FIVE MINUTE MAJOR: Canadian tennis rests solely on the shoulders of Raonic

February 24, 2016   ·   0 Comments

By Jake Courtepatte

Milos Raonic was fighting back tears when he took questions after his semifinal loss to Andy Murray in the Australian Open.
It was a lot of emotion for the stoic Canadian tennis star, who must be feeling the heavy burden of being his country’s hopeful for entry into the elite tennis world.
It can certainly be argued that another name on the tour, 25-year old Vasek Pospisil of Vernon, British Columbia, is slowly on the rise.
Though he bowed out in the first round of the Open to 14th-seed Gilles Simon of France in four sets, he did win the 2014 Wimbledon doubles title with partner Jack Sock and is currently ranked 40th in world singles.
Eugenie Bouchard, the 21-year old from Montreal, has struggled mightily since winning the WTA’s Most Improved Player Award in 2014, falling to number 58 in women’s world rankings.
But Raonic’s play has risen to a level never before seen in Canadian tennis. The biggest mover among the top 15 in ATP rankings following the Open, Raonic moved up to eleventh, though his career best remains fourth in May of 2015, shortly after losing in the quarterfinals of the Madrid Open to Murray.
Following that match, Raonic seemed pleased with his efforts despite the loss.
“It was a good match for what it was,” he said last May. “I just tried to fight through. I tried to make the most of the opportunities and considering everything, it was pretty good.”
Fast forward to last month’s match between the two in the Aussie Open semis, the seventh meeting and a rubber match, with each winning three prior. In a marathon match that lasted more than four hours, the Canadian bowed out after five sets.
His reaction to the loss was an indication of the leaps and bounds he expects his game to have made in nine short months. He smashed his racket in a fit of frustration, something unseen from the usually well-collected Raonic.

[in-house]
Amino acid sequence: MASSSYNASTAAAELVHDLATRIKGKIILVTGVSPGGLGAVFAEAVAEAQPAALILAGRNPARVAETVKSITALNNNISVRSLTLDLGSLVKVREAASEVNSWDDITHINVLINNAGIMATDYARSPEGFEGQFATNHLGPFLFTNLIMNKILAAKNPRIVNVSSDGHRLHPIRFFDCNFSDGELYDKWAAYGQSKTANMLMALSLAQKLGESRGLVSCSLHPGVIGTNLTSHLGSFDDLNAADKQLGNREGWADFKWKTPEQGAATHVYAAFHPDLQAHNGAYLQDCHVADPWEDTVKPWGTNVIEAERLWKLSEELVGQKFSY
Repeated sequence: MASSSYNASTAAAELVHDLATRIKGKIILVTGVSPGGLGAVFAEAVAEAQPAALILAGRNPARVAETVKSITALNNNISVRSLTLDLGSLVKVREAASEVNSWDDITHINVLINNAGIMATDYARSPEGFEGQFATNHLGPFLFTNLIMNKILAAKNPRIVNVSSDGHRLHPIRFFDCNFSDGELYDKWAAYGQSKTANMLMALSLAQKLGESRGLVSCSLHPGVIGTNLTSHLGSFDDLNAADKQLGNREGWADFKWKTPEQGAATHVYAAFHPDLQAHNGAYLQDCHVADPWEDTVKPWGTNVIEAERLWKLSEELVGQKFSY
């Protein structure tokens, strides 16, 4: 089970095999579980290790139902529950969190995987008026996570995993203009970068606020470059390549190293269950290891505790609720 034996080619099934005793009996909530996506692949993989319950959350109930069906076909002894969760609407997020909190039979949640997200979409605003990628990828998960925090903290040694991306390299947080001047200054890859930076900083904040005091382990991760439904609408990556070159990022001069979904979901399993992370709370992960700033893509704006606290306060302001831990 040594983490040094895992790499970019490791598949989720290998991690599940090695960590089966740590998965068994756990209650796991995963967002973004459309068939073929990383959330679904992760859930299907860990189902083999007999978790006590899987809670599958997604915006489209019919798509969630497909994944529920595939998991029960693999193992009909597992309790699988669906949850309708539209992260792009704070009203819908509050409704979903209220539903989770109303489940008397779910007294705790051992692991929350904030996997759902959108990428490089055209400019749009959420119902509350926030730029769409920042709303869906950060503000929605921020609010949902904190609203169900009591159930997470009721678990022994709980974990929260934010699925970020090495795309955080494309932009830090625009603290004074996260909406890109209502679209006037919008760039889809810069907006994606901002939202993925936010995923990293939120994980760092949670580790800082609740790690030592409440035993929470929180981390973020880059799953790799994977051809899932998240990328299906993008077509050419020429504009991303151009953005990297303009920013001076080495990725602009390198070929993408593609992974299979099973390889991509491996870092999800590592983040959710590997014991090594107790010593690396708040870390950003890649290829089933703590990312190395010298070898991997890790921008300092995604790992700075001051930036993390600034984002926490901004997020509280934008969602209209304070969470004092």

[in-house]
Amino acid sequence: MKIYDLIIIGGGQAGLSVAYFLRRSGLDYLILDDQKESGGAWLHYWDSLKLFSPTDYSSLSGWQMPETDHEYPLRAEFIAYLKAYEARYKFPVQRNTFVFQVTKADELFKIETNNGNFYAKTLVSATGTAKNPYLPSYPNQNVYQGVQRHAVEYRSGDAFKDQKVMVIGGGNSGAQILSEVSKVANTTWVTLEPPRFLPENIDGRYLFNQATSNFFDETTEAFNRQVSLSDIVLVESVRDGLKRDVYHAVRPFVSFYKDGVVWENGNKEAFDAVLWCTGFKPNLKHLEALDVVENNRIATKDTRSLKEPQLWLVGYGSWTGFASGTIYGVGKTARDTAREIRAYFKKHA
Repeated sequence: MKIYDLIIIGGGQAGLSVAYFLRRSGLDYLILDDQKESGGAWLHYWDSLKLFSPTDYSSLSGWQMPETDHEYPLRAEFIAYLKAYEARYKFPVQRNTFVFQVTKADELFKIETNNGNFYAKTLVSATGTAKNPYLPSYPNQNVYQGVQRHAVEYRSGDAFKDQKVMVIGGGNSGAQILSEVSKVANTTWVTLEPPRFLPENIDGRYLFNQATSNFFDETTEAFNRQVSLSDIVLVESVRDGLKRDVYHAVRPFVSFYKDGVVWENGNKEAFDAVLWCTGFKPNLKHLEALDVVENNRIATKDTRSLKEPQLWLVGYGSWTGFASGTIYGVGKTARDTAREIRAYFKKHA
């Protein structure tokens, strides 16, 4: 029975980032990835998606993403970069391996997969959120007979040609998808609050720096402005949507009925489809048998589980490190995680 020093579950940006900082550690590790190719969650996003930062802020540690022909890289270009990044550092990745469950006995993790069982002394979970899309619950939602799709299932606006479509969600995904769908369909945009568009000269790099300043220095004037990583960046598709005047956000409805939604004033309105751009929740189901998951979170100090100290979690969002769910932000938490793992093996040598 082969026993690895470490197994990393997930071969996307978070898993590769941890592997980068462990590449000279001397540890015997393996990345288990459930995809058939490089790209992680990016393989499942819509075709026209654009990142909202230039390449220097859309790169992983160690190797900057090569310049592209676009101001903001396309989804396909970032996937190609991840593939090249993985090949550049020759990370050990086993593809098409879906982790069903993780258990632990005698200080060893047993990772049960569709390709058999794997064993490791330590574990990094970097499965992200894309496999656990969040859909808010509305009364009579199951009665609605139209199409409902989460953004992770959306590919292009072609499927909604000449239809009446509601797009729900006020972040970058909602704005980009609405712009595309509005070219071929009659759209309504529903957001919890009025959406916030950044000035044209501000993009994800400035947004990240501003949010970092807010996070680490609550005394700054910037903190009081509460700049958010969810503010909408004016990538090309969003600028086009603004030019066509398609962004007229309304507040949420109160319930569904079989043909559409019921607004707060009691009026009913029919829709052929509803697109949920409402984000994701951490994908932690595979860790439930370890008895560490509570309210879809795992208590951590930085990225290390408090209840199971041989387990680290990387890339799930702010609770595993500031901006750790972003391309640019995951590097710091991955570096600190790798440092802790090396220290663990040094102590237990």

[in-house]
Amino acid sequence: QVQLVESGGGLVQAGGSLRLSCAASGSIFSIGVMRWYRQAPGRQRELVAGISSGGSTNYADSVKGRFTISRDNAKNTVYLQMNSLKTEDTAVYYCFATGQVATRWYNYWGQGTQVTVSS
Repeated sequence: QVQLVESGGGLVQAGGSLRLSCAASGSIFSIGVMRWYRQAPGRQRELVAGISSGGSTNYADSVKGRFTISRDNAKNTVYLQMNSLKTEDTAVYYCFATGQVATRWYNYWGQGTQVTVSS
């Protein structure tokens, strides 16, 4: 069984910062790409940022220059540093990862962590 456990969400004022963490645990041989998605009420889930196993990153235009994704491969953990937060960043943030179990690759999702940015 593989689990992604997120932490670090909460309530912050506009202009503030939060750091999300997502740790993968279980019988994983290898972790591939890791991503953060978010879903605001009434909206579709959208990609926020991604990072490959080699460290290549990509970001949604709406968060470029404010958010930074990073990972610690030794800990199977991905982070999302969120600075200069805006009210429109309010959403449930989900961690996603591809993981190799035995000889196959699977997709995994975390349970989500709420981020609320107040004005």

“I couldn’t push off, I couldn’t get up to serve, and I couldn’t change direction,” said Raonic, almost overcome with emotion in the post-match press conference. “Probably the most heartbroken I’ve felt on court.”
“I’m in a much better state than I was eighteen months ago when I was in my first semifinal of a Grand Slam. It just happened to play out like this.”
It’s become clear that Raonic has reached the point in his career that all great athletes eventually do, where they expect to win. A younger Raonic may have been content with reaching a semi, or even the quarterfinal of an ATP-sanctioned tournament, while this Raonic, with eight career titles under his belt, expects more.
And Canadians’ expectations have moved beyond breaking into the tennis circles into winning a major.
He’s not the first tennis player ever asked to put his country on the map, nor will he be the last. In 2014, Bulgarian Grigor Dimitrov made a name for himself by besting Murray in the quarterfinals at Wimbledon and almost taking down Novak Djokovic in the semifinals, with nary a peep since. Kai Nishikori became the first male form an Asian country to reach a Grand Slam final at the 2014 US Open, bowing out to Marin Cilic in the final.
Though Nishikori remains ranked 7th in the world, a Grand Slam title still eludes him.
As Canadians, we can only hope that the same “always the bridesmaid, never the bride” story doesn’t play out for Raonic. Since 2014, he has reached at least the quarterfinal in three of the four majors, but is still looking for a final appearance.
But at the ripe old age of 25, it’s now or never for the Canadian born in Monte Carlo, Monaco. Injuries have plagued him for his entire career, though he also still throws out the same old tired explanations, go to the net more, give one-hundred per cent, be more aggressive.
Maybe he just needs to find the right combination of idioms. Canadians will be waiting with bated breath.



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